Nov 032014
 

Gina Hildreth (who wrote under her maiden name Gina Dessart) and her husband Philip, also a writer, apparently lived, at least for a short time, in Ajijic in the mid-1960s. She wrote at least three suspense novels: A Man Died Here (1947), The Last House (1950) and Cry For The Lost (1959). All three works were published in New York by Harper & Brothers. The first two novels were set in New England, whereas her third novel was set in and around Tucson, Arizona.

Gina Hildreth. Credit: John Lee (Ajijic-Artists of 50 years ago)

Gina Hildreth. Credit: John Lee (Ajijic-Artists of 50 years ago)

Gina Hildreth also wrote a stageplay – By any other name, a comedy in three acts (1948) – and had a short story, “Counterpoint”, published in the Mike Shayne Mystery Magazine issue of November 1965.

Gina Hildreth was born in 1912 in Chicago, and grew up in New York and Europe. She gained a Masters degree in English. She and her husband Philip moved to Tucson, Arizona, in 1950, following a two month vacation there.

The precise timing, duration and motives for the couple’s decision to live in Mexico for a time in the mid-1960s are unclear, but by the late-1960s, they appear to be once again living in Tucson, Arizona.

Gina Hildreth was a lecturer in English and taught creative writing at the University of Arizona in the early and mid-1970s, at the same time that John Lee taught there.

It appears that Philip was also a writer, though I have found no definitive evidence that any of his work was published.

hildreth-dessart-gina-Ajijic - Artists of 50 Years Ago-3Gina Dessart Hildreth died in New York in 1979.

According to a Kirkus review, A Man Died Here (1947) tells the story of the Macklin family’s “attempts to piece out the happenings in the Williams family  when as the new owners of the Williams house, their curiosity is first aroused by the house itself, later by the hints of gossip, hatred, evasion, in the town. Bob and Liz fit together each small fact, each tiny segment of character, and write finis to a story of bondage, cruelty, dishonesty, lifting the shadow from the house.”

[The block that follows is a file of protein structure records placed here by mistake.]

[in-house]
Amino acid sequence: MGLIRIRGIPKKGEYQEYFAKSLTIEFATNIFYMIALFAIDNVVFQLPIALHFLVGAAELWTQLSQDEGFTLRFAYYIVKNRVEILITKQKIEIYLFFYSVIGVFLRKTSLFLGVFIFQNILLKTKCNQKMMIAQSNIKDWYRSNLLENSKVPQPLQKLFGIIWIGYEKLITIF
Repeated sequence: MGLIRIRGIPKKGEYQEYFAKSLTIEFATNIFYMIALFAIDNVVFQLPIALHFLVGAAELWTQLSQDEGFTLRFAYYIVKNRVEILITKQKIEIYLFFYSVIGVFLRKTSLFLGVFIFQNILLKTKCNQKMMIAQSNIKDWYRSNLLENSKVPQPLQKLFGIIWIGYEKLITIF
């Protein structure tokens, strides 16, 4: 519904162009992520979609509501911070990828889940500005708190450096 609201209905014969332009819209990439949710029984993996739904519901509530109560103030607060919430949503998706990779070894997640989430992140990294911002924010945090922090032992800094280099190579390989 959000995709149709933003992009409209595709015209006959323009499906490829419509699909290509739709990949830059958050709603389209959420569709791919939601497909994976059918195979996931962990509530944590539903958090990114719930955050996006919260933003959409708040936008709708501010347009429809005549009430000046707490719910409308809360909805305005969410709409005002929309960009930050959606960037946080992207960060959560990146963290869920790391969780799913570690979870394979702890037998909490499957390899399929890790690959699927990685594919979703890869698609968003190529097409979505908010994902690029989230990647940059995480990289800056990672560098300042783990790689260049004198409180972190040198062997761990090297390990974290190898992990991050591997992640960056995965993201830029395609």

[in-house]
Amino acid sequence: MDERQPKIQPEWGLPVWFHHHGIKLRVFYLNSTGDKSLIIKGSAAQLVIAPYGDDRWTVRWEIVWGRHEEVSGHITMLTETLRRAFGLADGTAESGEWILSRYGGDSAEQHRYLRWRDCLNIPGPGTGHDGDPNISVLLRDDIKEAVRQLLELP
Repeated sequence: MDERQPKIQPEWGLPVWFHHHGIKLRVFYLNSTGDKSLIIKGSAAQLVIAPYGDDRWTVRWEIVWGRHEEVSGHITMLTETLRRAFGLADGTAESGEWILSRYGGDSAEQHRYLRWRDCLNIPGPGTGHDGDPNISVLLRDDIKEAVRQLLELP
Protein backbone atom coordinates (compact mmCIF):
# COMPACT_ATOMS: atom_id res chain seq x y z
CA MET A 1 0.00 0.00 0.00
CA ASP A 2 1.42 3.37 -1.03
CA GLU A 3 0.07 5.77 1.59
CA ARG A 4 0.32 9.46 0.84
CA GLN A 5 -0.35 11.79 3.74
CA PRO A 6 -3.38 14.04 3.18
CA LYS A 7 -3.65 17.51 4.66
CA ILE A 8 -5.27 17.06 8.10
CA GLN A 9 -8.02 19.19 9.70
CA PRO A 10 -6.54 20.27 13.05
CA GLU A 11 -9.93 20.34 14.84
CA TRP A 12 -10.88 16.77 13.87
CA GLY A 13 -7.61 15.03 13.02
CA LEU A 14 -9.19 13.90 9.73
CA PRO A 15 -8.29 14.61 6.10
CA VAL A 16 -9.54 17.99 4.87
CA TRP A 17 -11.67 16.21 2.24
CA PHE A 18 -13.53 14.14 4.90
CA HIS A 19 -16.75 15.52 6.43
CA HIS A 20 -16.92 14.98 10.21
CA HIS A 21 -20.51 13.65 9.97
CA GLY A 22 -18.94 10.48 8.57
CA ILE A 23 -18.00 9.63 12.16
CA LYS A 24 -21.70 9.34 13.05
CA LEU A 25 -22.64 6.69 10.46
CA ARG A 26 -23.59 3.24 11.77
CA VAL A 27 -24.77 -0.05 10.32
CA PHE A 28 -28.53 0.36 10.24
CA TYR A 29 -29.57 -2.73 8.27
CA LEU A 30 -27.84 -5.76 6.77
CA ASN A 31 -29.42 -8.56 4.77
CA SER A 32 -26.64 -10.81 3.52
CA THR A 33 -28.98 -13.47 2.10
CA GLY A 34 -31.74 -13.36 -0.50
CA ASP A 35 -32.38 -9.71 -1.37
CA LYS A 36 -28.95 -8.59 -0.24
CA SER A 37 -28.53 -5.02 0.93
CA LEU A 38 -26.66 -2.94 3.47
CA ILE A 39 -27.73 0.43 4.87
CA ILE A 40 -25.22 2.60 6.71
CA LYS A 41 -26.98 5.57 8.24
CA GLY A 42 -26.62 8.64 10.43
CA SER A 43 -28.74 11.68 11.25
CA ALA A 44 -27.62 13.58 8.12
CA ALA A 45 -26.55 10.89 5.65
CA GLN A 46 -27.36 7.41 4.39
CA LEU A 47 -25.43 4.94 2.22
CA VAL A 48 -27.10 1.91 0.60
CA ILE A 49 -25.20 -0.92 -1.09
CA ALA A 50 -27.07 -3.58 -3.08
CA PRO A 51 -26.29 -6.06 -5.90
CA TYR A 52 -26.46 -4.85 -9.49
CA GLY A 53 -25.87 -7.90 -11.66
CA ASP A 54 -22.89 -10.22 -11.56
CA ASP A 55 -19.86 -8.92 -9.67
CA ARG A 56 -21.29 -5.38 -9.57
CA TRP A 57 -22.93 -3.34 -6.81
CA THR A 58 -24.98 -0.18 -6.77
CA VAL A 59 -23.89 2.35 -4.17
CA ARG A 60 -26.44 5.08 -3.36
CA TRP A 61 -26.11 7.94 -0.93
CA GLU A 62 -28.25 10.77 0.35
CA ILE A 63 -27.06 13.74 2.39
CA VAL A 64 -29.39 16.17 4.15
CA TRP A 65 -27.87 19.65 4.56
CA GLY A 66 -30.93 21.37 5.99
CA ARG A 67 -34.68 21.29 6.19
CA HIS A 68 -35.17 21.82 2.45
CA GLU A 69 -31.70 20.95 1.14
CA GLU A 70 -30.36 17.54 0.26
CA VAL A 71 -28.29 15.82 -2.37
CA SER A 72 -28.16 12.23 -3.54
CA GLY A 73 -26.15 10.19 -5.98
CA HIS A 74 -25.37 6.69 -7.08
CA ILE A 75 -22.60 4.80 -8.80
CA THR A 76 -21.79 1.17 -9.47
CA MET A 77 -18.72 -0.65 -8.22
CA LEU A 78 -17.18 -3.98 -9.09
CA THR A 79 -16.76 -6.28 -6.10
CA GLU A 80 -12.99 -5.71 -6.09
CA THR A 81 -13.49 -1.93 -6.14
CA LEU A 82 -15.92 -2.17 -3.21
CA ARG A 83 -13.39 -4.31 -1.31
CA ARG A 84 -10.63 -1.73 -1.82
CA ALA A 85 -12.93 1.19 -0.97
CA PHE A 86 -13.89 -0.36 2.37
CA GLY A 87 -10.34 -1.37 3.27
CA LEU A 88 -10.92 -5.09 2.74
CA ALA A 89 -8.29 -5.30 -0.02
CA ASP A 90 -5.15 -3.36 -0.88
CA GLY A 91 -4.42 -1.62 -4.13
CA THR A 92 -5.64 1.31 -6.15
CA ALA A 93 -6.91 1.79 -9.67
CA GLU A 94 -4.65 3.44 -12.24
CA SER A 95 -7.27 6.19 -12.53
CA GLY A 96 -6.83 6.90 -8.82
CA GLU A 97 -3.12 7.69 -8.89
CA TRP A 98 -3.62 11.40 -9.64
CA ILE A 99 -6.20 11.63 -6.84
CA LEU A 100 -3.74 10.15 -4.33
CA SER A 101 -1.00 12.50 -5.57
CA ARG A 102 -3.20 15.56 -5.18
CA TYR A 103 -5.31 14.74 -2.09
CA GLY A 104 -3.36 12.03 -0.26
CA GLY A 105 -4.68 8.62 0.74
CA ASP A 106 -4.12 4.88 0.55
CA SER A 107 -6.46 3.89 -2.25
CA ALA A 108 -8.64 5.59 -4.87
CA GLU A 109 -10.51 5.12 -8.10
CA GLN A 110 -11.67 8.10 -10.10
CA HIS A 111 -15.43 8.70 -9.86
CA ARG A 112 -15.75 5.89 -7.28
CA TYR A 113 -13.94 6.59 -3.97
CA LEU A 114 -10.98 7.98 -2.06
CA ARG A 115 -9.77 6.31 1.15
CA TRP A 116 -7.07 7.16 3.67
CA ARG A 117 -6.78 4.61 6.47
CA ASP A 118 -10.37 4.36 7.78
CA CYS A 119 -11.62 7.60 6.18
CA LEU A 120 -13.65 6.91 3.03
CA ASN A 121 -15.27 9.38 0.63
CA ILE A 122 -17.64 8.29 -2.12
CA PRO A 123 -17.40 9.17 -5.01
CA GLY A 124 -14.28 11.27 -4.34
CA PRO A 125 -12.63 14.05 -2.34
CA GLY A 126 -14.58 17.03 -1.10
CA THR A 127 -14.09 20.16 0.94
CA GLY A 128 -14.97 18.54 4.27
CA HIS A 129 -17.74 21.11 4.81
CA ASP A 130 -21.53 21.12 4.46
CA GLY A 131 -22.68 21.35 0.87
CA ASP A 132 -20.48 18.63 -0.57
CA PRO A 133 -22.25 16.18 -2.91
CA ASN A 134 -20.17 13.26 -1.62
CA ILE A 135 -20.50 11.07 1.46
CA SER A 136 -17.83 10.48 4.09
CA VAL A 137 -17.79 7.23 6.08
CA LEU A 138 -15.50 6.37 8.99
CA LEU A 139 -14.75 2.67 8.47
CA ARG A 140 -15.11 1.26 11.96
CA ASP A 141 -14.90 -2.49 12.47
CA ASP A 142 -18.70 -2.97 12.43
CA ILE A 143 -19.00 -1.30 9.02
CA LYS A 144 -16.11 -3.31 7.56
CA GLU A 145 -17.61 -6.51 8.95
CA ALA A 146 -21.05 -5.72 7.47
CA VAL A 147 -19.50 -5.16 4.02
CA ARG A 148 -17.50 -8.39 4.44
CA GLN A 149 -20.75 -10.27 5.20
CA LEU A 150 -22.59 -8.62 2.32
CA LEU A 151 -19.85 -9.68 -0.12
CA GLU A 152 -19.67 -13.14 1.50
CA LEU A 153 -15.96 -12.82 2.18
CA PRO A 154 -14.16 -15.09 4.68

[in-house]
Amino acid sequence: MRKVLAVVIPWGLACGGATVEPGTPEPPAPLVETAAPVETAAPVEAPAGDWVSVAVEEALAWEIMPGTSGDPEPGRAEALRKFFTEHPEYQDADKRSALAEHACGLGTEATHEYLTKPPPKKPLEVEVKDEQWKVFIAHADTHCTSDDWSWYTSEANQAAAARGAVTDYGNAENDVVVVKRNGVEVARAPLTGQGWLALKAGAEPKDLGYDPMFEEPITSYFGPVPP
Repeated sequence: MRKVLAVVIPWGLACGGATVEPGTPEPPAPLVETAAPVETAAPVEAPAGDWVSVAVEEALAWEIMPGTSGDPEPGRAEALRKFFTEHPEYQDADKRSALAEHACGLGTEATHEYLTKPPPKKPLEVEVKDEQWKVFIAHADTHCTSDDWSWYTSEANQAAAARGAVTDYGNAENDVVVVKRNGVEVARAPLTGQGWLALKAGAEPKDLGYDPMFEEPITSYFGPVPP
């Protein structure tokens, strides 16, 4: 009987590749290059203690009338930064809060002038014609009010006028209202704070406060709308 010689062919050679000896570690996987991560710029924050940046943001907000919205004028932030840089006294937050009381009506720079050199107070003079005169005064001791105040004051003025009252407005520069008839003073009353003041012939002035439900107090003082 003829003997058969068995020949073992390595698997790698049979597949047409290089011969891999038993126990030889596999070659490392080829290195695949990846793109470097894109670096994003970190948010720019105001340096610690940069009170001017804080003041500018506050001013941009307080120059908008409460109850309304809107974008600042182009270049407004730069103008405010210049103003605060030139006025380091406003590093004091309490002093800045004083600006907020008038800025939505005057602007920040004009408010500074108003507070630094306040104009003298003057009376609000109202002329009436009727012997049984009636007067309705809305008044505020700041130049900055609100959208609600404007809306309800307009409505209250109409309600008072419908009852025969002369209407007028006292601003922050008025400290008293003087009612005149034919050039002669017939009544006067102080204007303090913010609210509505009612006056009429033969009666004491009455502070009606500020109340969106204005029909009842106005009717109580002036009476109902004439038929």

In The Last House (1950), according to one reviewer, a Connecticut gal “gets herself shot in village kitchen. Suspicion falls on various neighbors, male and female.” The reviewer, William C. Weber found the book to be an “absorbing and capitally written mystery-suspense tale with interesting psychological overtones.”

A review of Cry for the Lost describes it as “a murder story that poses no problem of who committed the crime. The interest and excitement in this suspense story lies in following the effect of the murder upon the characters and lives of the people who had been closely associated with the man who is killed. Miss Dessart reveals with considerable understanding and a searching sympathy the inner probings that torment both the guilty and the innocent when faced with the bitter knowledge that one among them has been driven to taking a human life.”

Sources:

  • Mecheline Keating, “Cry for the Lost – review”, Tucson Daily Citizen, 3 October 1959, p 13
  • William C. Weber, “The Last House, by Gina Dessart” in Tucson Daily Citizen, August 28, 1950, p 12

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